I think it is a monstrous thing for this country to spend £35,000,000 a year, besides borrowed money, for fighting purposes. I hope the time is coming when we shall as a Christian people endeavour to put an end to war rather than by excessive expenditure endeavour to increase it. There is a doctrine that in order to prevent war you must be prepared for it. I think that is all nonsense. When you have large armies such as exist in continental countries, there is always the temptation to find something for them do. It is necessary, no doubt, to keep up the Navy for the purpose of protecting commerce and trade, but it is highly undesirable to waste money in the way proposed. There is one country which is setting an example to the rest of the world in this respect, and that is the United States of America.

An hon. MEMBER: They are increasing their Navy.


The hon. Gentleman says they are increasing their Navy, but it is for the purpose of protecting their trade and commerce, and not for foreign wars. The people of the United States would, not consent to give their Government a large Army and Navy, knowing the temptation there would be to give them something to do. There are one or two little matters in connection with the Navy Appropriation Account that I wish to call attention to. I find in the Appropriation Account and in the Report of the Comptroller and Auditor General that it is the constant practice of the Admiralty to make use, generally with the consent of the Treasury, of surpluses in the Votes for purposes not mentioned in the Estimates at all, and, therefore, without the consent of this House. I contend that these expenses should either be brought up in the regular Estimates or in Supplementary Estimates, so that the House might have an opportunity of discussing them. There is a case here of an expenditure for a disused church at Malta, which it appears the authorities had thought was paid for, but owing to the neglect of the law officers the title seems to have been bad, and it had to be purchased a second time. It might be a very good thing to buy a disused church, but we, who are fitting here for the purpose of considering the expenditure of the country, ought to have an opportunity of considering such an item as that. You cannot call that a matter of emergency, and I assume the object in not putting it on the Estimates was to try and hide from us the fact. I find another item of over £1,700 which is not provided for in the Estimates. I will read a letter from the Admiralty on the subject. It is dated 27th September, 1890, and it says— In accordance with the request contained in your letter of the 25th September, 1890, I am commanded by the Lords Commissioners of the Admiralty to acquaint you, for the information of the Lords Commissioners of Her Majesty's Treasury, that the proposed expenditure of £1,060 for improvements and alterations to the Commander-in-Chief's house, &c, at Devonport is made up as follows. It appears from this that in the first place the Admiralty had asked to be allowed to spend this money without giving any particulars. The Treasury were doubtful about it and they asked for these particulars. The items of the £1,060 include a new dressing-room, two new bedrooms, new larders, improving hot and cold water service, electric bells, stables and coach-house, and new fittings and other alterations. Then, in addition to the £1,000, there is a further sum of £725 for improving and altering the existing drains. That could not possibly be a matter of emergency, and it ought to have been put in the regular Estimates. There may be reasons for doing it in this secret manner. I should like to know who this favoured Commander-in-Chief is who has his house done up in this way. I should like to know what a naval officer wants with a stable, a horse, coach-house—what has a horse to do with the Navy? (Laughter.) The hon. Gentleman laughs. Except in connection with the Horse Marines I never heard of horses being required for the Navy. I consider this an improper expenditure, although I do not expect to get very much explanation on that point, because I know the representatives of the Forces on both sides of the House are strong enough to withstand any opposition to the extravagant expenses made in these matters without any previous consent, or any consent of the House. There is only one other matter to which I shall call attention, though I could refer to a great many others. The Controller and Auditor General in his Report calls attention to a final payment, the balance of a contract for the machinery of Her Majesty's ship Seagull being paid, without trial at full speed; and further on he mentions ten ships altogether in which final payment was made without certificates as to trial for full speed. Are the Admiralty in the habit, then, of making final payments without having the final tests, even in accordance with their own contract? I am not surprised at all that there should be so many breakdowns in regard to our ships, and I think this is a matter which should require the serious attention of the Government. The Controller and Auditor General also makes very serious comments as regards discrepancies and irregularities in the books in the store yards. I think we should take the very first opportunity we can of calling attention to these matters and getting some explanation of them; and I trust, at any rate, some day when the democracy are more strongly represented here, and those representing the Forces are not so strongly represented, we may have proper criticism and proper attention paid to the Reports of our own officers. I trust we may have some reply to these matters of general complaint with regard to the Services, especially the Navy, for which the money is wanted, particularly the making of final payment on ships without a final test.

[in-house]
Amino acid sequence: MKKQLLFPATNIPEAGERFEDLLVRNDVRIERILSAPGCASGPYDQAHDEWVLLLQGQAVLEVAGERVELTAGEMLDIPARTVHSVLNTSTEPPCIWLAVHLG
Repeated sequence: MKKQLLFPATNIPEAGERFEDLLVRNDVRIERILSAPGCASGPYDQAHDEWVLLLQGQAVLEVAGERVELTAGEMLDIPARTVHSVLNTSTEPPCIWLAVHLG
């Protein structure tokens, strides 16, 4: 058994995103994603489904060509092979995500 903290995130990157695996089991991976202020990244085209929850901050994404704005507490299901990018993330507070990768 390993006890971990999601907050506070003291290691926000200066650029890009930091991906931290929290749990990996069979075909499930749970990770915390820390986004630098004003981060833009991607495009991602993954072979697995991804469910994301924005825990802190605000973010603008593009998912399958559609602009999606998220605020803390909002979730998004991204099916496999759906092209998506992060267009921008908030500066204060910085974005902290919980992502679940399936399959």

Main Question, "That Mr. Speaker do now leave the Chair," put, and agreed to.